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Balkan Floods Offer New Threat: Loosened Land Mines

Tens of thousands of people remain out of their homes in the Balkans, where torrential rain of an intensity not seen in over a century caused flooding and landslides that paralyzed much of the region, resulting in at least 30 deaths and loosening land mines left over from the Bosnian War.

At least nine people died in the central Bosnian town of Doboj, but the death toll is expected to rise. The head of the Bosnian Serb police, Gojko Vasic, said the situation was particularly difficult there "because the floodwaters acted as a tsunami."

"No one could have resisted," he added during a news conference Saturday in Banja Luka, Bosnia and Herzegovina.

Doboj was isolated from the rest of the world for three days. It is still without electricity and some of its neighborhoods can only be reached by boat or helicopter.

Serbia's agricultural and power plant hub, Obrenovac, 20 miles southwest of the capital Belgrade, is the worst hit, with water levels reaching up to nearly 10 feet in the streets.

"The entire town is now being evacuated amid warnings of more flooding," said Predrag Maric, head of Serbia's emergency services.

Seven bodies were found in Obrenovac and the death toll there could rise. Serbian Prime Minister Aleksandar Vucic told reporters that "rescuers have started recovering dead bodies from flooded areas, but we will not make the number public before the complete withdrawal of the water."

Inside the Slavija Hotel in downtown Belgrade, Aca Ilic described waking in the darkness to the sensation of moisture in his bed, then reaching for his phone on a bedside table to find it already lost in the water. He and his family were forced to evacuate from their home in Obrenovac.

"My wife and I swam with our 6-year-old son. I don't know what happened to my grandmother, though. She did not want to leave her house," said Ilic, 35.

In Bosnia, the landslides and floods could displace minefields left over from the Bosnian War, bringing mines and shells hidden on riverbeds to the surface.

According to Sasa Obradovic of Bosnia and Herzegovina's demining center, about 220,000 mines are still lying beneath on ground in the country's territory.

"We are asking people not to panic if they see a shell lurking from the ground," said Obradovic, who advised anyone who spots a mine to immediately call disposal experts.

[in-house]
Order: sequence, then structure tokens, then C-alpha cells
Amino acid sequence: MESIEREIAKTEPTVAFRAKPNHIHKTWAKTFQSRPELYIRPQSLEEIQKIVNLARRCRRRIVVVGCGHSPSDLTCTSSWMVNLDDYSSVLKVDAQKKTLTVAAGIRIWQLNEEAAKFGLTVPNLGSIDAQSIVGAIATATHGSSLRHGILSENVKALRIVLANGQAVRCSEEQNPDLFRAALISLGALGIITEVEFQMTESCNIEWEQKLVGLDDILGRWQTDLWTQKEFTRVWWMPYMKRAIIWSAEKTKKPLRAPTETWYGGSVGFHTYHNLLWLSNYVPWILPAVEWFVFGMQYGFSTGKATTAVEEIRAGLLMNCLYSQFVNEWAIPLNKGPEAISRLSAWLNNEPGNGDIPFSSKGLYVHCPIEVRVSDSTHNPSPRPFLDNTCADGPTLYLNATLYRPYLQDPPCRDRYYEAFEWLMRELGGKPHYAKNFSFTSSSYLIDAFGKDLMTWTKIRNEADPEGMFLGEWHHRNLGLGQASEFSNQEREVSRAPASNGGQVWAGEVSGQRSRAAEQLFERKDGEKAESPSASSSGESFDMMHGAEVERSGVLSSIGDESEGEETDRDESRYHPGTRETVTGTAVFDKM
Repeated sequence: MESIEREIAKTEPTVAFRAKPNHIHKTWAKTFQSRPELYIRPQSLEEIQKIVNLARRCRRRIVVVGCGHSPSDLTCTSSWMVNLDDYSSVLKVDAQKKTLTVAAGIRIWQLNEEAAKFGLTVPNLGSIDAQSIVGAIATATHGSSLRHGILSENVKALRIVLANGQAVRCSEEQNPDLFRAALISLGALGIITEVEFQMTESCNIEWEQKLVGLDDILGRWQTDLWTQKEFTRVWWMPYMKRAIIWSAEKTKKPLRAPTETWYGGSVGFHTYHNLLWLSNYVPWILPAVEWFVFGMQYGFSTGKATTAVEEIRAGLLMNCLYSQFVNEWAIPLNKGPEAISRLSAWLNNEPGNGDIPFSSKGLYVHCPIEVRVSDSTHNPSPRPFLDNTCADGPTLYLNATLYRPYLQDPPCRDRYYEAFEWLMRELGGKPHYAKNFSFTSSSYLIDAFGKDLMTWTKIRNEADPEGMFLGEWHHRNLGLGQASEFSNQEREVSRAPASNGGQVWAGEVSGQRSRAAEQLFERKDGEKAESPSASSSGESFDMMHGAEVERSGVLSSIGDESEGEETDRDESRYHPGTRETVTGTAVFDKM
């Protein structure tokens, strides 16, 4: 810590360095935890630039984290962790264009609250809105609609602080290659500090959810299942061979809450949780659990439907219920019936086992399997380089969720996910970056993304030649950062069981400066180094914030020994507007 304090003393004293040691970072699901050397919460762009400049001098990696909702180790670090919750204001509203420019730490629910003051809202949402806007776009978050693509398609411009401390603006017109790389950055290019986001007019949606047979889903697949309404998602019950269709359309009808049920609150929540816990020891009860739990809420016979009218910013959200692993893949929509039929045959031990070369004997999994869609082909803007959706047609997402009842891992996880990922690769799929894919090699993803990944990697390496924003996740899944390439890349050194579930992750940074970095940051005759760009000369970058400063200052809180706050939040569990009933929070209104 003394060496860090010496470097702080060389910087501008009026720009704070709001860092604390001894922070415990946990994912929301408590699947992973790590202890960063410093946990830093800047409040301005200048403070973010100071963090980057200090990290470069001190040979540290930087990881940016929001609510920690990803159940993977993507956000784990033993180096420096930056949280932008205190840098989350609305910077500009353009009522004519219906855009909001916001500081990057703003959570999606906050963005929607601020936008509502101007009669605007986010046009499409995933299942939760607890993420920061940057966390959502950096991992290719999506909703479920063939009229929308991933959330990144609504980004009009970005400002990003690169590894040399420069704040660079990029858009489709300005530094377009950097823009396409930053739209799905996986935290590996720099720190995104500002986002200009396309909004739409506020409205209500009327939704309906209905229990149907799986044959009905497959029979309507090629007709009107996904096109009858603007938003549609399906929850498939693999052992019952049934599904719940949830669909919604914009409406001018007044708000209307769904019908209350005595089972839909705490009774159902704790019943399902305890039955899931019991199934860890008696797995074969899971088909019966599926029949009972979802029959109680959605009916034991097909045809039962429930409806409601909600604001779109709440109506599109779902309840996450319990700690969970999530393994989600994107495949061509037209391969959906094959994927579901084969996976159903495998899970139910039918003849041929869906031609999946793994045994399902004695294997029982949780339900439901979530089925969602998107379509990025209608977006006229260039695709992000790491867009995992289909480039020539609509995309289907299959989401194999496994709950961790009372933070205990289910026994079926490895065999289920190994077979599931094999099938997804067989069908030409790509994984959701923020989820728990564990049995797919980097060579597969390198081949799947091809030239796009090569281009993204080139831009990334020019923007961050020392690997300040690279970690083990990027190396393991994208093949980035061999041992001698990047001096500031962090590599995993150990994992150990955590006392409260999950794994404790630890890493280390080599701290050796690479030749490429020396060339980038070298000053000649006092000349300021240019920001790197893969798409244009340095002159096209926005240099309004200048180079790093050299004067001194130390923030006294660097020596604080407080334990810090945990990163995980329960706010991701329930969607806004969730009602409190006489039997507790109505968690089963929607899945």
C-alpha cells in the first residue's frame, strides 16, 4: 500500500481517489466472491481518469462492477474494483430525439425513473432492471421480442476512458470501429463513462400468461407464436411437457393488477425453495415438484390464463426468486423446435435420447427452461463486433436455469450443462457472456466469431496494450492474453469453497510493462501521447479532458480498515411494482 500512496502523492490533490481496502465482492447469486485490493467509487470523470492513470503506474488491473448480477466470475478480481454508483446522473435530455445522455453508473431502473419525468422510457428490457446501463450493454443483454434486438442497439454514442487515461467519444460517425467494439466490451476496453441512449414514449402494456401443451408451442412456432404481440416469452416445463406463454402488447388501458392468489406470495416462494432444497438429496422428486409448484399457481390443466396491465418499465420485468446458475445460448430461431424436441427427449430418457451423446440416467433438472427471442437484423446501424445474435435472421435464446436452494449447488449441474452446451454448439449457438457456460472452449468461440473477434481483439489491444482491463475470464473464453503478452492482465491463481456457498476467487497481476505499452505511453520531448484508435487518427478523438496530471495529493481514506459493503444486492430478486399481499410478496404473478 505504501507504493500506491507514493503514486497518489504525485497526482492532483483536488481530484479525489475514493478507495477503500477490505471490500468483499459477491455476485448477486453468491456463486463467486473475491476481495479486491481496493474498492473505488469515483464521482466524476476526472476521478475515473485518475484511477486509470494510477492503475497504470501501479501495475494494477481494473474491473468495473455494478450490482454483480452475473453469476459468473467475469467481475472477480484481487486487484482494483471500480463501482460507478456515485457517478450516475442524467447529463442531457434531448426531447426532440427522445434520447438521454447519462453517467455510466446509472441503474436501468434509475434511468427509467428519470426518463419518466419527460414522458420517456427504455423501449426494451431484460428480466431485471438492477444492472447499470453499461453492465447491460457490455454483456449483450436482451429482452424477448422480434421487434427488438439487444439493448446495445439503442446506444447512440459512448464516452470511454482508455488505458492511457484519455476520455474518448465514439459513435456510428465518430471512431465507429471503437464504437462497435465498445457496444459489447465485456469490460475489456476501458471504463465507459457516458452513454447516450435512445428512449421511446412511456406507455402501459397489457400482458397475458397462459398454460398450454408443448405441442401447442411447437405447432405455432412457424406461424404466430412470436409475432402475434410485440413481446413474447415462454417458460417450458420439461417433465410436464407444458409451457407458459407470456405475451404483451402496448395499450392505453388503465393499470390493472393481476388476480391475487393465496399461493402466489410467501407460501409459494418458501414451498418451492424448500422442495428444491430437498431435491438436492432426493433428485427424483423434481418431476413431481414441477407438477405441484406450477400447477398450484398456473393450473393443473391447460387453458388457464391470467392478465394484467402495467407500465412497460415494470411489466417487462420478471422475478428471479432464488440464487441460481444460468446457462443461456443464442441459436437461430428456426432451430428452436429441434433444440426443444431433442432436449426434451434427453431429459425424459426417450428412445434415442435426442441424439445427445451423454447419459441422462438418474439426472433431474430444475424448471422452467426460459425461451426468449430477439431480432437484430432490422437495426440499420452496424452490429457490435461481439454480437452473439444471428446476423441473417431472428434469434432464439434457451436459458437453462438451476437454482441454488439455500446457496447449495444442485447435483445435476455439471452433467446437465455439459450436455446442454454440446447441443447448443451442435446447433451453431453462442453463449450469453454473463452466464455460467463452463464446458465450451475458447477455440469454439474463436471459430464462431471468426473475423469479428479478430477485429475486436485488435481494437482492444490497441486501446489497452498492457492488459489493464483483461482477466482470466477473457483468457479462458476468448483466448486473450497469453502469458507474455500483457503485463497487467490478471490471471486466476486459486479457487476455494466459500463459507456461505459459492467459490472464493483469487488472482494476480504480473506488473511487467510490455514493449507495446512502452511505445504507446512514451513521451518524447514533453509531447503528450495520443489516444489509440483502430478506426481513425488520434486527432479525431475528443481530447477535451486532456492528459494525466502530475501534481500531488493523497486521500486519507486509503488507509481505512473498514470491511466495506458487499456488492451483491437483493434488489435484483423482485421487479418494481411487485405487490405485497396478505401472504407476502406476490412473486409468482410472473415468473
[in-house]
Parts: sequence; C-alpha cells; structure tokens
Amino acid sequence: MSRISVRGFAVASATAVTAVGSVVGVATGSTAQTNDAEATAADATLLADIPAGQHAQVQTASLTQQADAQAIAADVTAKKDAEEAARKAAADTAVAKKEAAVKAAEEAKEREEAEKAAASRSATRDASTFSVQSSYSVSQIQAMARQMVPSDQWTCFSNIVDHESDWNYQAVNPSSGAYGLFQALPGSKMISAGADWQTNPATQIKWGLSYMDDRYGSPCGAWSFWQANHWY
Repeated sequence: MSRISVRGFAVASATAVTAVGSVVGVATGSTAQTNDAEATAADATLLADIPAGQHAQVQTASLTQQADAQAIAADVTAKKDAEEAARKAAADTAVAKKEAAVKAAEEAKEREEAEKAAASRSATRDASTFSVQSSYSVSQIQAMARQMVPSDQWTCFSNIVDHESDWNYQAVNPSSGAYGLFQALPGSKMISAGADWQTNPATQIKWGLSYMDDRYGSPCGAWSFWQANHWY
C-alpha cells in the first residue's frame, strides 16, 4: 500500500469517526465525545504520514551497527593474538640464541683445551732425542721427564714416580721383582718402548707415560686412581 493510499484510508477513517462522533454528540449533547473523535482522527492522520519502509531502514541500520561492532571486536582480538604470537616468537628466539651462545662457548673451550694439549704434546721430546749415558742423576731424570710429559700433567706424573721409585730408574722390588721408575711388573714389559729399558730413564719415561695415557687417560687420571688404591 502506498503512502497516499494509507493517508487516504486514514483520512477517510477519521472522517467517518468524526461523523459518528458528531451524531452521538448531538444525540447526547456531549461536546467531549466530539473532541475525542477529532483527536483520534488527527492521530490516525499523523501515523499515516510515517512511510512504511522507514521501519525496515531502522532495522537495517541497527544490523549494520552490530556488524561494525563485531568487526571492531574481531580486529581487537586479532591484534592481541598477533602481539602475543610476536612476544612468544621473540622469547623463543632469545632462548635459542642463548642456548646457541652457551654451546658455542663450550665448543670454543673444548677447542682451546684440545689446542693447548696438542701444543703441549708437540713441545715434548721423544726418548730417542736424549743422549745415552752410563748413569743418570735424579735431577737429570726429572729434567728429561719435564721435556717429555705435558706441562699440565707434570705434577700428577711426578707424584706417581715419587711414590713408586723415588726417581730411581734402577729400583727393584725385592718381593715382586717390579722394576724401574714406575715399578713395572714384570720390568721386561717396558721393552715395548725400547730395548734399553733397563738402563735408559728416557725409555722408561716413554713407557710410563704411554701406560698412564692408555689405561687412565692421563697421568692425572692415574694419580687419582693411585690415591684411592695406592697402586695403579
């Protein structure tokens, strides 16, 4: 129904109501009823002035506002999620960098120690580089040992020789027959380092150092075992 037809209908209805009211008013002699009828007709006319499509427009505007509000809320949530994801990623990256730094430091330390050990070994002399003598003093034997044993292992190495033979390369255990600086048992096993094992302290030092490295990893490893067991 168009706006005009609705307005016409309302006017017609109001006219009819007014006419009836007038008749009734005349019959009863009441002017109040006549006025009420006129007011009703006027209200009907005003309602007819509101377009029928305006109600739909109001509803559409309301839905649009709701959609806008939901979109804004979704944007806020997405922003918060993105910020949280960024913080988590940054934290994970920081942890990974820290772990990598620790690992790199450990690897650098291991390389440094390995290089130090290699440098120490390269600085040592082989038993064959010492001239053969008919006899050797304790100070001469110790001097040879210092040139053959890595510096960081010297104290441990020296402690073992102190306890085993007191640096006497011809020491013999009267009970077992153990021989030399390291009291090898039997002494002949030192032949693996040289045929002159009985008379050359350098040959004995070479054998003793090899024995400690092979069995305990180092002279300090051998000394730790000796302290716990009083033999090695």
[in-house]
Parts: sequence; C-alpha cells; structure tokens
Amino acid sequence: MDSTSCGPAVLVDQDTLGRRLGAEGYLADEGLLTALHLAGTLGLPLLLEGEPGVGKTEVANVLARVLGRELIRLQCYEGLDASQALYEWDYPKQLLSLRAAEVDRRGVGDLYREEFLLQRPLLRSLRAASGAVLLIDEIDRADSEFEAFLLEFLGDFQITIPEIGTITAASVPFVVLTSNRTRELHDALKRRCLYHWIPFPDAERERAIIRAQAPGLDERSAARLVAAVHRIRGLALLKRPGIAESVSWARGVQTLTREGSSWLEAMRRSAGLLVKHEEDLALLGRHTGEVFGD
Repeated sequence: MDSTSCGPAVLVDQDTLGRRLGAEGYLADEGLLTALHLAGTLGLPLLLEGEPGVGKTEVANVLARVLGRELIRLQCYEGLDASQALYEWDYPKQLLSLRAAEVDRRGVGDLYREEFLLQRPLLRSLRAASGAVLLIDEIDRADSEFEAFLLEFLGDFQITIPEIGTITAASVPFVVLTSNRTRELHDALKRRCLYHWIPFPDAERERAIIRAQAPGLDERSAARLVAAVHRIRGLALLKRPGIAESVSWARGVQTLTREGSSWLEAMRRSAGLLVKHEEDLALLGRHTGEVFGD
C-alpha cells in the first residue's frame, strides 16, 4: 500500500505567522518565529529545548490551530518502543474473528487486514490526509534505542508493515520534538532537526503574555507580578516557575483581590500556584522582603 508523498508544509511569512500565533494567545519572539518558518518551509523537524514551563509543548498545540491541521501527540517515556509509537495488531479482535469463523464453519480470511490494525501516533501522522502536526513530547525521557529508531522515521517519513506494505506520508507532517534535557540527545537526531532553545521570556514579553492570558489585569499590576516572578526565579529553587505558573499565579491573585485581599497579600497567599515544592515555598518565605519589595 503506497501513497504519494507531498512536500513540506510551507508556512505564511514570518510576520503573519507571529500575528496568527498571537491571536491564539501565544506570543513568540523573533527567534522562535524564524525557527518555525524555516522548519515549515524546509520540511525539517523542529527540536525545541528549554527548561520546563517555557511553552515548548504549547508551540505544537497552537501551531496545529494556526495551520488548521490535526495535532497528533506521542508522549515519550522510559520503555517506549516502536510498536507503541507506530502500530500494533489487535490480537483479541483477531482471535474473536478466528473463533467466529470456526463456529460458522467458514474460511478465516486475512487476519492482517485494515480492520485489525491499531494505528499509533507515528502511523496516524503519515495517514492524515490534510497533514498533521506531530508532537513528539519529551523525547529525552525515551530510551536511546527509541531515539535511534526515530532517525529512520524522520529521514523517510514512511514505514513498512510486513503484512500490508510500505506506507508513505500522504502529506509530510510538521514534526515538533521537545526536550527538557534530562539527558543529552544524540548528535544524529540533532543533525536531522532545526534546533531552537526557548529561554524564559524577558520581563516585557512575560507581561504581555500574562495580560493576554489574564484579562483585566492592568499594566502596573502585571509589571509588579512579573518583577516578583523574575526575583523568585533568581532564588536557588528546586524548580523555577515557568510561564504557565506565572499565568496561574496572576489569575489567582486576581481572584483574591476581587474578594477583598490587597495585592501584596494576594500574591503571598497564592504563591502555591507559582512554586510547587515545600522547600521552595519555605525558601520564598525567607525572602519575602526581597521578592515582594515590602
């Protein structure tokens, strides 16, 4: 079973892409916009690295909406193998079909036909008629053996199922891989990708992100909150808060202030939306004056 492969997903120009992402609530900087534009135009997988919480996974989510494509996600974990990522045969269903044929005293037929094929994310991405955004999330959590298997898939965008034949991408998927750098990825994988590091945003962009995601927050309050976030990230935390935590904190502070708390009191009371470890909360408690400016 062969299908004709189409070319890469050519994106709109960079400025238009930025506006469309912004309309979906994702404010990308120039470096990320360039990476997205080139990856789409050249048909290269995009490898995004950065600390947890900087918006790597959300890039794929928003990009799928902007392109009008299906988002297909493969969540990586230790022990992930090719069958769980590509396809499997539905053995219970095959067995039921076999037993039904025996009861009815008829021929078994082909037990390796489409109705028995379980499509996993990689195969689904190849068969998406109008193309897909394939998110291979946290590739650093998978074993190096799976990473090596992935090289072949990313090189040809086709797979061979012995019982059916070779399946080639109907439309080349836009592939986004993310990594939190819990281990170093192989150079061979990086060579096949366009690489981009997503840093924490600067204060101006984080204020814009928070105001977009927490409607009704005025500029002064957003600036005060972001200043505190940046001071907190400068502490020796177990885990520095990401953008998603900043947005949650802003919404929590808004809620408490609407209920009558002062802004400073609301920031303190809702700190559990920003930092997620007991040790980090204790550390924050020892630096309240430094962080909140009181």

Thousands of volunteers joined soldiers, police officers and firefighters in building flood barriers made of white sandbags in Belgrade and the western town of Sabac.

"I'm here for all the people in harm's way," said Jovan Nikolic, a 65-year-old retiree from Mladenovac who is spending a third day in the sandbag line.

The Sava River hit its highest-recorded level in Serbia, the army said, rising at a rate of slightly more than one inch per hour after three-months' worth of rain fell on the region in just three days.

While the rain stopped Sunday, the Sava River wouldn't begin receding until Wednesday, said meteorologists.

In Serbia, 95,000 homes are without electricity as the country's energy system neared its breaking point. City authorities in Belgrade switched off street lights to save electricity and avoid outages.

A fleet of helicopter crews worked to pluck people from rooftops and drop emergency supplies in dozens of towns in Serbia, Bosnia and Croatia cut off by floods, landslides and damaged roads.

The floods have also caused lasting damage to livestock and agriculture.

"Our livestock is dead, our crops completely destroyed, our house is filled with water to the roof," said Keta Mitrovic a 76-year-old farmer from Novo Selo, a village between hardest hit Obrenovac and Sabac.

"We have nothing left," he said as his voice broke down. "No matter how old you are, you have not seen anything like this."

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